G. Huminic and A. Huminic (2011) numerically studied heat transfer characteristics of double-tube helical heat exchangers using nanofluids under laminar flow conditions. CuO and TiO2 nanoparticles with diameters of 24 nm dispersed in water with volume concentrations of 0.5–3 vol. % were used as the working fluid. The effect of particle concentration level and the Dean number on the heat transfer characteristics of nanofluids and water are determined. The mass flow rate of the nanofluid from the inner tube was kept and the mass flow rate of the water from the annulus was set at either half, full, or double the value. They showed the variations of the nanofluids and water temperatures, heat transfer rates and heat transfer coefficients along inner and outer tubes.
The effect of the nanoparticle concentration level on the heat transfer enhancement was calculated for different nanofluids and mass flow rate of the water. The results of the CFD analysis were used to estimate of the heat transfer coefficients and of the Dean number.
Where the average heat transfer rate is defined as
Their results showed that for 2% CuO nanoparticles in water with the same mass flow rate in inner tube and annulus, the heat transfer rate of the nanofluid was approximately 14% greater than that of pure water. They also showed that the convective heat transfer coefficients of the nanofluids and water increased with increasing of the mass flow rate and with the Dean number.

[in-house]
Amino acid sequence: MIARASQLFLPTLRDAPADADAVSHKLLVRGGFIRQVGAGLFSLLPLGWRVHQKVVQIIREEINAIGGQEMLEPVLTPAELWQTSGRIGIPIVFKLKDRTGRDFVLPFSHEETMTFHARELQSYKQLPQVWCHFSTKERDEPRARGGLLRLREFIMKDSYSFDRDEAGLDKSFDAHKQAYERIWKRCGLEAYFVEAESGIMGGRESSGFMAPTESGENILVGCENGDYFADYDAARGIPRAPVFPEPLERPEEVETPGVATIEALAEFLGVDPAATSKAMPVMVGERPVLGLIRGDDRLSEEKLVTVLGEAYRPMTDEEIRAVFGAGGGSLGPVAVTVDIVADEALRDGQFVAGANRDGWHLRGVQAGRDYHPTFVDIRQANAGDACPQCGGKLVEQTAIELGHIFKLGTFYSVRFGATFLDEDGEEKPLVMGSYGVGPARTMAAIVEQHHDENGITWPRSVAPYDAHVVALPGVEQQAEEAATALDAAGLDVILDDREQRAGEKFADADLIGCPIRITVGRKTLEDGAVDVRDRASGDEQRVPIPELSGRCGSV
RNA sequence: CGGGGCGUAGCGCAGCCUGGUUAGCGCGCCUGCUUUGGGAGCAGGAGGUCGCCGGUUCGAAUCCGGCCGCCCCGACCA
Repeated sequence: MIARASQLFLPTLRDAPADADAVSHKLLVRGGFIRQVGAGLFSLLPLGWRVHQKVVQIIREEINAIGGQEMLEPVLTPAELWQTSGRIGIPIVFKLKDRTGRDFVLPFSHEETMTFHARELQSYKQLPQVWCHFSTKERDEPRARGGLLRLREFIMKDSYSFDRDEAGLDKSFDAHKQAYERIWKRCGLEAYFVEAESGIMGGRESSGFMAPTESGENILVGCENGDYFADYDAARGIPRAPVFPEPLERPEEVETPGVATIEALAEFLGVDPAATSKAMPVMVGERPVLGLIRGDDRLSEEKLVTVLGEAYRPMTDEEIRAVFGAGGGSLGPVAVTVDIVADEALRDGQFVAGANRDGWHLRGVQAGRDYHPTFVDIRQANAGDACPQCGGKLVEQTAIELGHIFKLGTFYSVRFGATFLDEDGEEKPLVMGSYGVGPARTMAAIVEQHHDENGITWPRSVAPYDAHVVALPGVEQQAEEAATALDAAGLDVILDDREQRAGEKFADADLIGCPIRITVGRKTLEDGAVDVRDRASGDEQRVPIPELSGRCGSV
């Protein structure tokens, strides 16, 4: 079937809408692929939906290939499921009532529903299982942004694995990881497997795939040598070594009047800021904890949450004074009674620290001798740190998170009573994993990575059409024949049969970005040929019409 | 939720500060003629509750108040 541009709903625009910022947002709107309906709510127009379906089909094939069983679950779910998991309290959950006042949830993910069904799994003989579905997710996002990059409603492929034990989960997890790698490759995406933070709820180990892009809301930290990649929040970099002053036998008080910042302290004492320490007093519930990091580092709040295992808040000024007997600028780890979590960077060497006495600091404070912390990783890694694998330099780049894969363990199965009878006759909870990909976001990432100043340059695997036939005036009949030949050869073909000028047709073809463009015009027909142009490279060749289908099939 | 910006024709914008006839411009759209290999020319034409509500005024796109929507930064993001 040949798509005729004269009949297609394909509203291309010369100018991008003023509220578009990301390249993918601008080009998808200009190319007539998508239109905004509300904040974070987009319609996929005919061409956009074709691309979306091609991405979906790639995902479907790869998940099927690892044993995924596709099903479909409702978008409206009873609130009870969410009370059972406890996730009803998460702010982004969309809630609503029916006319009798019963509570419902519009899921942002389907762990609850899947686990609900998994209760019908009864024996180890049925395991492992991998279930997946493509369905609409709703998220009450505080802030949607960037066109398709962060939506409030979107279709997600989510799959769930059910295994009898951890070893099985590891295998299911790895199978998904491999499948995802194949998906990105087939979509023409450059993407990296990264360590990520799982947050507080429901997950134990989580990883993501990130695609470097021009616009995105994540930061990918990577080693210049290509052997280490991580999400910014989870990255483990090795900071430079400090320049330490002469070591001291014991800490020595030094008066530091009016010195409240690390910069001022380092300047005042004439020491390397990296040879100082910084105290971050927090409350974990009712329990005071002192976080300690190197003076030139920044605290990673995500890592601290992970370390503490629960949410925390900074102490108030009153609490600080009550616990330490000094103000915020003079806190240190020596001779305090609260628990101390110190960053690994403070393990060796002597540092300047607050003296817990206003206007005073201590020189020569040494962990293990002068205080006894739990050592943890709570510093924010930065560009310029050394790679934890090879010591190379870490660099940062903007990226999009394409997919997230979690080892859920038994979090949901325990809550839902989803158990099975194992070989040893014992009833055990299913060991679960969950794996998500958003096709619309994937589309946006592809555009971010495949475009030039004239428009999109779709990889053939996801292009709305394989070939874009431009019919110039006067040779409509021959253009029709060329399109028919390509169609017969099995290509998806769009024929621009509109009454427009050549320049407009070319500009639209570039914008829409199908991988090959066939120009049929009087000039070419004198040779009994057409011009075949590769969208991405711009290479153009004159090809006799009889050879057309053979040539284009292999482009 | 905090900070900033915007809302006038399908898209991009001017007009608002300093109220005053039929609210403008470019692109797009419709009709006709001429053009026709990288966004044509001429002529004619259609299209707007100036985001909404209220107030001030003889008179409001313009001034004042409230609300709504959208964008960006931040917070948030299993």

A detailed description of the state-of-the-art nanofluids research for heat transfer application in several types of heat exchangers is presented in this chapter. It is important to note that preparation of nanofluids is an important step in experiments on nanofluids. Having successfully engineering the nanofluids, the estimation of thermo physical properties of nanofluids captures the attention. Great quanta of attempts have been made to exactly predict them but large amount of variations were found. Research works on convective heat transfer using nanofluids is found to increase exponentially in the last decade. Almost all the works showed that the inclusion of nanoparticles into the base fluids has produced a considerable augmentation of the heat transfer coefficient that clearly increases with an increase of the particle concentration. It was reported by many of the researchers that the increase in the effective thermal conductivity and huge chaotic movement of nanoparticles with increasing particle concentration is mainly responsible for heat transfer enhancement. However, there exists aplenty of controversy and inconsistency among the reported results. The outcome of all heat transfer works using nanofluids showed that our current understanding on nanofluids is still quite limited. There are a number of challenges facing the nanofluids community ranging from formulation, practical application to mechanism understanding. Engineering suitable nanofluids with controlled particle size and morphology for heat transfer applications is still a big challenge. Besides thermal conductivity effect, future research should consider other properties, especially viscosity and wettability, and examine systematically their influence on flow and heat transfer. An in-depth understanding of the interactions between particles, stabilizers, the suspending liquid and the heating surface will be important for applications.